April 05, 2018
Dr. Carolyn Meltzer, the William Patterson Timmie Professor and Chair of the Department of Radiology and Imaging Sciences and associate dean for research at Emory University School of Medicine, was the keynote speaker at our Women Faculty Forum Spring Seminar. She spoke on “Running Uphill: Women in Science and Medicine.”
Dr. Meltzer gave a thought-provoking talk on the status of women in academic medicine, noting the slow path for women faculty to attain the ranks of associate and full professor, as well as other senior leadership positions. She noted that a gender gap exists not only in medicine but also in corporate America. Moreover, the data she presented revealed that gaps exist despite the fact that companies with more women in leadership positions have higher profitability. Dr. Meltzer pointed to early socialization of girls vs. boys, implicit bias, and differential opportunities for men and women as root causes of gender imbalance. She discussed increased awareness as a first step in closing the gap.
I am proud that we have a Women Faculty Forum (WFF) to promote a conversation around issues that are important to our women faculty. I was delighted to speak with co-chairs Danielle Garsin, Ph.D., professor of microbiology and molecular genetics, and Deepa Iyengar, M.D., associate professor of family and community medicine, to give us more insight into the group and its impact on our school.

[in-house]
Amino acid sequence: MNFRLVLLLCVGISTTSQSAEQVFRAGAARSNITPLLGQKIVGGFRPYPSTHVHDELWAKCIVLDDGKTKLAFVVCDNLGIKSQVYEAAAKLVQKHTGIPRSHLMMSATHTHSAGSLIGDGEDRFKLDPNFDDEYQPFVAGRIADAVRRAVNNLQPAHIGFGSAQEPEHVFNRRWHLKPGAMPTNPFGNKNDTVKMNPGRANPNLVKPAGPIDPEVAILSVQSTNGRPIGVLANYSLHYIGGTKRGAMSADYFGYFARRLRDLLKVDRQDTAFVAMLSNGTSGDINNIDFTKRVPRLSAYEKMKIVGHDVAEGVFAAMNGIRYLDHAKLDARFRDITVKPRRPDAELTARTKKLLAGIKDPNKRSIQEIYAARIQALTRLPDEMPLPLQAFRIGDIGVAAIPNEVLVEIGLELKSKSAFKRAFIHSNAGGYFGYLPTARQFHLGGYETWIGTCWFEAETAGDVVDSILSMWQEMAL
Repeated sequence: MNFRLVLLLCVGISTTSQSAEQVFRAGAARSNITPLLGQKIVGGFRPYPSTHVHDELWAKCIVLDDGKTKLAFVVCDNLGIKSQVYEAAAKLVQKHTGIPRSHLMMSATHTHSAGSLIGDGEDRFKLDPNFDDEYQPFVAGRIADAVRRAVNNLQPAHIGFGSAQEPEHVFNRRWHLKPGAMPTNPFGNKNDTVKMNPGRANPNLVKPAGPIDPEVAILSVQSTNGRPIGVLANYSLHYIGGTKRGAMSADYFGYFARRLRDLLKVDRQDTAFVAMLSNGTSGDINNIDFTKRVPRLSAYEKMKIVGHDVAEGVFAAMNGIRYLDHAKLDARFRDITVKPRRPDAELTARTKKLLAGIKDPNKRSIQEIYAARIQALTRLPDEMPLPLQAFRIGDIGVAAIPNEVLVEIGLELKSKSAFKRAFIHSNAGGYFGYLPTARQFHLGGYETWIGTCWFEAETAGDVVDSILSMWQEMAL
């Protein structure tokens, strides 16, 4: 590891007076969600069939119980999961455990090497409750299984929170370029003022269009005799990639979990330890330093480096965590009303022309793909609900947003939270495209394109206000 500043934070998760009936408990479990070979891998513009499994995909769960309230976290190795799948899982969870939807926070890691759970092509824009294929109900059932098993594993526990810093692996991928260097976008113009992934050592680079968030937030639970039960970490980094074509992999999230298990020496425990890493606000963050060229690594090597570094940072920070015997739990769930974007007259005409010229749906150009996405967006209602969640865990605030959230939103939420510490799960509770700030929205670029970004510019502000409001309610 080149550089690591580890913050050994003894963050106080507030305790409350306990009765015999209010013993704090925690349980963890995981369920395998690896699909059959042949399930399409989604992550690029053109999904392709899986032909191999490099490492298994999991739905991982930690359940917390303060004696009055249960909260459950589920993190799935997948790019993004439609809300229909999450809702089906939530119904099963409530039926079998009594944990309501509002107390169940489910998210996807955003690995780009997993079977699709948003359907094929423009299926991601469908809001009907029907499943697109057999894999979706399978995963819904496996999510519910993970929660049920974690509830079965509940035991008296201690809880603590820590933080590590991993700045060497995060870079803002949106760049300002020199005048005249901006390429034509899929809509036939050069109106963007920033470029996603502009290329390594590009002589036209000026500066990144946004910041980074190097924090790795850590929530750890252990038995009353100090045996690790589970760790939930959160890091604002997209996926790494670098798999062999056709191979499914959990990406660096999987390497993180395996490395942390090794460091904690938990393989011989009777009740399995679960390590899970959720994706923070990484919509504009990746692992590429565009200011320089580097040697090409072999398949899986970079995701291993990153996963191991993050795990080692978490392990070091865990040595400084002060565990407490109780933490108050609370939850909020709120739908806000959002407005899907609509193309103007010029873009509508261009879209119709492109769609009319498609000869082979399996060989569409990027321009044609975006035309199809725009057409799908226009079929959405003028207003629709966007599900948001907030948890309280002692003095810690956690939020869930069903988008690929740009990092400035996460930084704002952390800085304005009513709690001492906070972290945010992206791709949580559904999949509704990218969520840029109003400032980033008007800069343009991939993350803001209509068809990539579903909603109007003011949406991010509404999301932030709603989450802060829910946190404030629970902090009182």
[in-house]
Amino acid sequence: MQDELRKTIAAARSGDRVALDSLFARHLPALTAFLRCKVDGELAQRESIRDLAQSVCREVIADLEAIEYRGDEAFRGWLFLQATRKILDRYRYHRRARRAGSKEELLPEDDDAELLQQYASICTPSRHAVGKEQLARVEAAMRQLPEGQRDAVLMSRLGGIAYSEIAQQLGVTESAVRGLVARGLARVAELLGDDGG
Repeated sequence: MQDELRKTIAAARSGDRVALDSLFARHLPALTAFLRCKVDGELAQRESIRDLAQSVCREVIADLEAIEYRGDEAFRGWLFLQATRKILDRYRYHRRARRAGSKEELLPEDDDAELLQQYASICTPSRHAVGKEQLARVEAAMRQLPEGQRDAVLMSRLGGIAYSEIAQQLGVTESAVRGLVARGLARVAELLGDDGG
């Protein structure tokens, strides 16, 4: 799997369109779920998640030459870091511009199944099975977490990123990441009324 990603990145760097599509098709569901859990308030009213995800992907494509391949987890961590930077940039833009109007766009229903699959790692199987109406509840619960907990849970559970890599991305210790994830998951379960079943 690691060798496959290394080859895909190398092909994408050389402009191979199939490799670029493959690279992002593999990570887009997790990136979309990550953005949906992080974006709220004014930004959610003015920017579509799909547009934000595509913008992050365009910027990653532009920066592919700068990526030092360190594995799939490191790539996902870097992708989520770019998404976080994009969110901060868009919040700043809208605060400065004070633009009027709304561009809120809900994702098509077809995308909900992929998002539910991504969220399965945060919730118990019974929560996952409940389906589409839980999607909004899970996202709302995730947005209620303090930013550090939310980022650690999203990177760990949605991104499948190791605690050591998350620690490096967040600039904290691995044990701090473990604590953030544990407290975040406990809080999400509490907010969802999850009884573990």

When was the Women Faculty Forum established and why is such a group needed at the medical school at this time?
The WFF was founded in 2015. The intent was to establish a formal group dedicated to addressing the professional needs and life-work balance issues of women faculty at McGovern Medical School. The forum was spearheaded by two very engaged faculty members, Dr. Vasanthi Jayaraman and Dr. Gurur Biliciler-Denktas, whose interest in the needs and concerns of McGovern women faculty was brought to the attention of the incoming Associate Dean of Faculty Affairs, Dr. Kevin Morano. The mission of the group is to provide advocacy, networking, opportunities for professional development, and a discussion forum for the concerns unique to our women faculty.
What is the climate for women in medicine and science today?
The academic literature and the popular press abound with stories about the dramatic opening of doors for women in science and medicine in recent years, as well as the ongoing challenges. To give a short summary, while women were once a great rarity in academic medicine, they have been entering the medical professions in high numbers for close to 30 years. Women currently make up about half of U.S. medical students, over half of our graduate students, and about half of junior faculty, entry-level academic positions. Unfortunately, the increased representation of women at more senior academic ranks has been slower than predicted by the growing pipeline of young faculty. Many studies conclude that significant pay gaps still exist between men and women. There is also evidence that women continue to be victims of bias, micro-aggressions, and harassment. Based on current data, the climate for advancement of women is improving—but does not yet fully foster equal growth opportunities for men and women professionals in medicine and science. We can and should do better.
What kind of changes do you hope the forum can create? Have you seen desired results because of the work of the forum?